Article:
Friday

I think Maritime stuff is cool. And islands. And names of islands. Back in Maine in Casco Bay we have Islands with names like Junk of Pork. Here in the Bahamas we have No Name Cay. It’s the place where we swam with pigs earlier in the week. It’s just all so unique and great.

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This morning we planned an A to B swim along No Name Cay, a first for us. The wind was blowing about 15 knots from the south, and with the sun in the southern sky, we planned to swim north, wind and sun at our backs.  It worked! Our swim was a mix of choppy and smooth waters, and included a swim around a big mangrove, with lots of southern ray sightings and a finish near the pigs.

Simon concludes our new and spectacular swim with his signature water ballet moves.

Next stop: Spoil Cay, where we spoiled ourselves with tacos for lunch, naps and stories. Lies about how fast we used to swim back in the day, a typical pastime on SwimVacation, which I heartily join in on. Heather jumped in for the swimmer portrait shoot with some of her favorite conditions: the soft, diffused light of gray skies giving a luminous pastel glow to the turquoise waters. Cue swimmers.

After their photo shoots, I took Rick, Tara, and Cecile on an adventure swim. I refer to an adventure swim as any one where:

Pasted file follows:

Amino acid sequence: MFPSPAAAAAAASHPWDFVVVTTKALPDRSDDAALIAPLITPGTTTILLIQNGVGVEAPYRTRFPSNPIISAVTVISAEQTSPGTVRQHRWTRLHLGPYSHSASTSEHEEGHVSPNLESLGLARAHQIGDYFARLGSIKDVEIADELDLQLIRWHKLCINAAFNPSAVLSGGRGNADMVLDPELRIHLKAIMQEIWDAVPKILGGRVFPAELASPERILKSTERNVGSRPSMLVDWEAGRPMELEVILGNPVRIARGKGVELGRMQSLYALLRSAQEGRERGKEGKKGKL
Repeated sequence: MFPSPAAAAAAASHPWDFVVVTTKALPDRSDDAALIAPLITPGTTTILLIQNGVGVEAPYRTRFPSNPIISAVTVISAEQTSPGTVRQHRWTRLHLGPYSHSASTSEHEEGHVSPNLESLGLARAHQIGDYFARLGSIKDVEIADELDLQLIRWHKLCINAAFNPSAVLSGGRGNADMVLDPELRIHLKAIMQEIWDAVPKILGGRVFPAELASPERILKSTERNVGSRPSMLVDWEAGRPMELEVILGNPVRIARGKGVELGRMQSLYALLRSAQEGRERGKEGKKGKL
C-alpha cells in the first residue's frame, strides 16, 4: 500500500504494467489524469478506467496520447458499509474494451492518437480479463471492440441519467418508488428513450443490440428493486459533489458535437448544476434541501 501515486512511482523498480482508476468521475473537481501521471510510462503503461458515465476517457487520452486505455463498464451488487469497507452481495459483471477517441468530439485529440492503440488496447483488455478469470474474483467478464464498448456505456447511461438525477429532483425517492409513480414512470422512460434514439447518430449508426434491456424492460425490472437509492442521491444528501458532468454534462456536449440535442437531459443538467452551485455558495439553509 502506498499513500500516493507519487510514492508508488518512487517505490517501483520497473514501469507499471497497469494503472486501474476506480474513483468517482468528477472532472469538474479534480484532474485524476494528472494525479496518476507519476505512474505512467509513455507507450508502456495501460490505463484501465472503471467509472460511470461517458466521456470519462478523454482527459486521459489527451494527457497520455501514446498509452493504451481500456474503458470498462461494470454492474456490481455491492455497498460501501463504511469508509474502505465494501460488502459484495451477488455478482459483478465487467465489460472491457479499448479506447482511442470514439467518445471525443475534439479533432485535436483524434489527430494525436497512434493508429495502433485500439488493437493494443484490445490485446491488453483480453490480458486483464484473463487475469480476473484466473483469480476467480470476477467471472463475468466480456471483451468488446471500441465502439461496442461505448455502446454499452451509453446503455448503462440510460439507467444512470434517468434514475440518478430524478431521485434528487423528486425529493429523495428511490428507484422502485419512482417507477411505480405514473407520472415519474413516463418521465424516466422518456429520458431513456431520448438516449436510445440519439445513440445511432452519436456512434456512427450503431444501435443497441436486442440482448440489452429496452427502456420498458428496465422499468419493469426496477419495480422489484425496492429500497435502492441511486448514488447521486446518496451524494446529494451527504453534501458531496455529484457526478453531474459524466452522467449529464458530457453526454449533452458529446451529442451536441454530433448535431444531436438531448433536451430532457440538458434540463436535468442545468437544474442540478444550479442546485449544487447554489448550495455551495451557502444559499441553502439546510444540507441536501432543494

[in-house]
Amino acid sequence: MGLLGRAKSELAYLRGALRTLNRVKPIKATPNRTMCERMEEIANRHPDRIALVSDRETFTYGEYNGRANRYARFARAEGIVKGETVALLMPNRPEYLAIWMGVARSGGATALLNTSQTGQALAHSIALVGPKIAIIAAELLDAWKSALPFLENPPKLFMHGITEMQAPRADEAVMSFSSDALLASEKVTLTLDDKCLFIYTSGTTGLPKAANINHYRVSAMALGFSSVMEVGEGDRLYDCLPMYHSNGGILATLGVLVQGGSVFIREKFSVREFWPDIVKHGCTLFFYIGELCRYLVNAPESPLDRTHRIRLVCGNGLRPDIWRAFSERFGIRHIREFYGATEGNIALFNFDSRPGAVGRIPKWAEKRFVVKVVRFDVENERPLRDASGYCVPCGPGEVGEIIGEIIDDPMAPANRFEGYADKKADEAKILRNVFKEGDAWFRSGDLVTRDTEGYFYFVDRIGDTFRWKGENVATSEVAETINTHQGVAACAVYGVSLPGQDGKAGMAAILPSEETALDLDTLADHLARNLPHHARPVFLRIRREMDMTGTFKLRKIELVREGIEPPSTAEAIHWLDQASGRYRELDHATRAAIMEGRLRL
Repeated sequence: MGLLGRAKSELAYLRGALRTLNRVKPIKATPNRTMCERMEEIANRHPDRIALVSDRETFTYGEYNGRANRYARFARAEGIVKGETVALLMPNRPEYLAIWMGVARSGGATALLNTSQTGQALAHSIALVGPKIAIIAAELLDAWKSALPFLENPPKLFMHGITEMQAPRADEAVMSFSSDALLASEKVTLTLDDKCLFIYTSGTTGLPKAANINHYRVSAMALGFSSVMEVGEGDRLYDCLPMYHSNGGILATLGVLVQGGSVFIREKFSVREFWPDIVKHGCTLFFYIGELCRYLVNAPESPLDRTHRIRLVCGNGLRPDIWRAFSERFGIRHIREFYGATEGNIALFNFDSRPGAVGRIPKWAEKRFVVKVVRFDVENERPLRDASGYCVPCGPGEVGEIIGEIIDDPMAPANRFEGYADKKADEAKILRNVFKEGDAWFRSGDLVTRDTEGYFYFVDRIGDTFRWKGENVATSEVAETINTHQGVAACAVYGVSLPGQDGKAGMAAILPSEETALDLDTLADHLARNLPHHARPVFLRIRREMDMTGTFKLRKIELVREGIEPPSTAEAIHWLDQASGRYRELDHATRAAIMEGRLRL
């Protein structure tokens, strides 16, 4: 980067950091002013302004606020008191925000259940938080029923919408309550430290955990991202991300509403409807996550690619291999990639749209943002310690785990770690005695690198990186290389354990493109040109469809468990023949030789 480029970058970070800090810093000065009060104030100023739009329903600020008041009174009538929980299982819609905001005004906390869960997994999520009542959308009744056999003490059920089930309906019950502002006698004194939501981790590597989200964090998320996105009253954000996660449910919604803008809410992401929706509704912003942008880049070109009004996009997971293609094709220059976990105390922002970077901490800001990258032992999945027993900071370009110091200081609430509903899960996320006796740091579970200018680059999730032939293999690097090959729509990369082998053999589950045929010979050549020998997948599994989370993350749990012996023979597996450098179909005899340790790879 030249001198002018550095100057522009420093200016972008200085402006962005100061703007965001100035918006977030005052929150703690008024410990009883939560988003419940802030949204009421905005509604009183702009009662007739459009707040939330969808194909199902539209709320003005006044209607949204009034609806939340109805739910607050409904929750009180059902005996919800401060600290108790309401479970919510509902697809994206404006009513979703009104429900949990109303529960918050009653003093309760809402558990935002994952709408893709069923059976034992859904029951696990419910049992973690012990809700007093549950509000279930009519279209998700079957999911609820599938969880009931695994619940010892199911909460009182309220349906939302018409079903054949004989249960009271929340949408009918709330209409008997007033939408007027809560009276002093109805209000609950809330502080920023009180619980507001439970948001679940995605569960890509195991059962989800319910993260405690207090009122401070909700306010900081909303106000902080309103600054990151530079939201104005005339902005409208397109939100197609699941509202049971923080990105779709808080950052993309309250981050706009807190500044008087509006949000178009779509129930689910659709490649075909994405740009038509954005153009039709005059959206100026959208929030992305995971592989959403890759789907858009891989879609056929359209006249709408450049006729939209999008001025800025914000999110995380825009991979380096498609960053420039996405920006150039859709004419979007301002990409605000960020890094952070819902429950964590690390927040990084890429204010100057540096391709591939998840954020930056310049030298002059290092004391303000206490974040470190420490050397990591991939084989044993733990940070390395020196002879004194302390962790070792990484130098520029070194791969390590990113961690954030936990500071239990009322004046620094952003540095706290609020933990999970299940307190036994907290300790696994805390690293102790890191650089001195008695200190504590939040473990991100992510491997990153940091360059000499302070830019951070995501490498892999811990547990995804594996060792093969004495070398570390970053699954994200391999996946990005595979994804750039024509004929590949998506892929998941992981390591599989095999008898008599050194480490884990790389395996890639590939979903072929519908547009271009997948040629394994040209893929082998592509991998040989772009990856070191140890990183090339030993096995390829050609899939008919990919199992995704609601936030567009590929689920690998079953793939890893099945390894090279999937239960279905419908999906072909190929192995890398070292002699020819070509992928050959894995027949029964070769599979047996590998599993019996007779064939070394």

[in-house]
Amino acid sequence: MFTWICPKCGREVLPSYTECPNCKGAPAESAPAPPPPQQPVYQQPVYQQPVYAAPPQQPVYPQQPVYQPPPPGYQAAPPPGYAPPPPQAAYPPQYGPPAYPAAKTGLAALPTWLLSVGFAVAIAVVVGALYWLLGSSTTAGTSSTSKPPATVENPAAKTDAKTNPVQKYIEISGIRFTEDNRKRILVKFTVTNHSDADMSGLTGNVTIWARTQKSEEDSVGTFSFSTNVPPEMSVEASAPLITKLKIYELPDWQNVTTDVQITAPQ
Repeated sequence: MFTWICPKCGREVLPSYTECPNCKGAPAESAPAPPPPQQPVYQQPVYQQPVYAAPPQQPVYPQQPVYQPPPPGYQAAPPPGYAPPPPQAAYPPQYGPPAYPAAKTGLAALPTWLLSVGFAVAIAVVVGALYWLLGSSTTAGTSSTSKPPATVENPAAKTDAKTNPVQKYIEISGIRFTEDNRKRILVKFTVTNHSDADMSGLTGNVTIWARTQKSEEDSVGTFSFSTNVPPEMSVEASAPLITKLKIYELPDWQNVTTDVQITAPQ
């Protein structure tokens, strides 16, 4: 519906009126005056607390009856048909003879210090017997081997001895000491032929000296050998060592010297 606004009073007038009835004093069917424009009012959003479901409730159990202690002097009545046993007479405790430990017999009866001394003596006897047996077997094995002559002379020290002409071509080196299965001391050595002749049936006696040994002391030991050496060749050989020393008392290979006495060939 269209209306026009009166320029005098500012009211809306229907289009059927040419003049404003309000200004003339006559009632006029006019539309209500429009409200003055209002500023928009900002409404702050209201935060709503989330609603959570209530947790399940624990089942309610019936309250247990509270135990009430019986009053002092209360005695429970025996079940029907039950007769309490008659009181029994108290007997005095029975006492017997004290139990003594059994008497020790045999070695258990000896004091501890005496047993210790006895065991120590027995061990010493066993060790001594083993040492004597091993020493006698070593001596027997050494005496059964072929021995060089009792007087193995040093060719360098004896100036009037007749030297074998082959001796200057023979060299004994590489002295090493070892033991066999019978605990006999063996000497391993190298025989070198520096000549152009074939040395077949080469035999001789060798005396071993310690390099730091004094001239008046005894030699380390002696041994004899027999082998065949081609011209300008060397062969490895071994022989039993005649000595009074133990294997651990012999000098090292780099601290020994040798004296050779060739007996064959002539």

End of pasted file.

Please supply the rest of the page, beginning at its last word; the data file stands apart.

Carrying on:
1. I’ve never swum in the area before

  2. I don’t know exactly where the end is, or how long it will take to get there

  3. The conditions, the weather, the depth, the bottom, and the surface are questionable

Mind you, preparations must be done before a swim like this. I study charts and google maps, and spy as much of the swim as I can with binoculars. I ask locals. Then for the swim, we make a plan, tell other competent people what that plan is, and make an exit strategy.

With all those things in place, we set out for an adventure swim around Spoil Cay. Into the wind first. Always into the wind or current first. It was pretty sloppy and we got stuck in some shallow areas where the waves were breaking, but we made it about ½ way around the Cay when I had the sense I needed to know more about what was ahead. We climbed up onto the beach and spied the remainder of our swim: 2 miles of questionable depth, coral strewn bottom, sloppy channel. So we hiked back to the beach opposite our yacht, lots of oooh aaah oooh aaah as we stepped through the shally rocky sections. We found Heather and the rest of the gang wrapping up the photo shoot, and joined for some group shots. What a swim, what an adventure!

Skipper Richie and First Mate Zack snacking on the bridge as they sail us home.

Skipper Richie and First Mate Zack snacking on the bridge as they sail us home.

A nice curry for dinner, followed by pineapple upside-down cake Molinet and Heather’s famous slideshow from our week. Technology and boats don’t always mix, but we’ve figured out a way to get a portable digital projector down here and project onto the back of our banner. It’s pretty slick and looks great.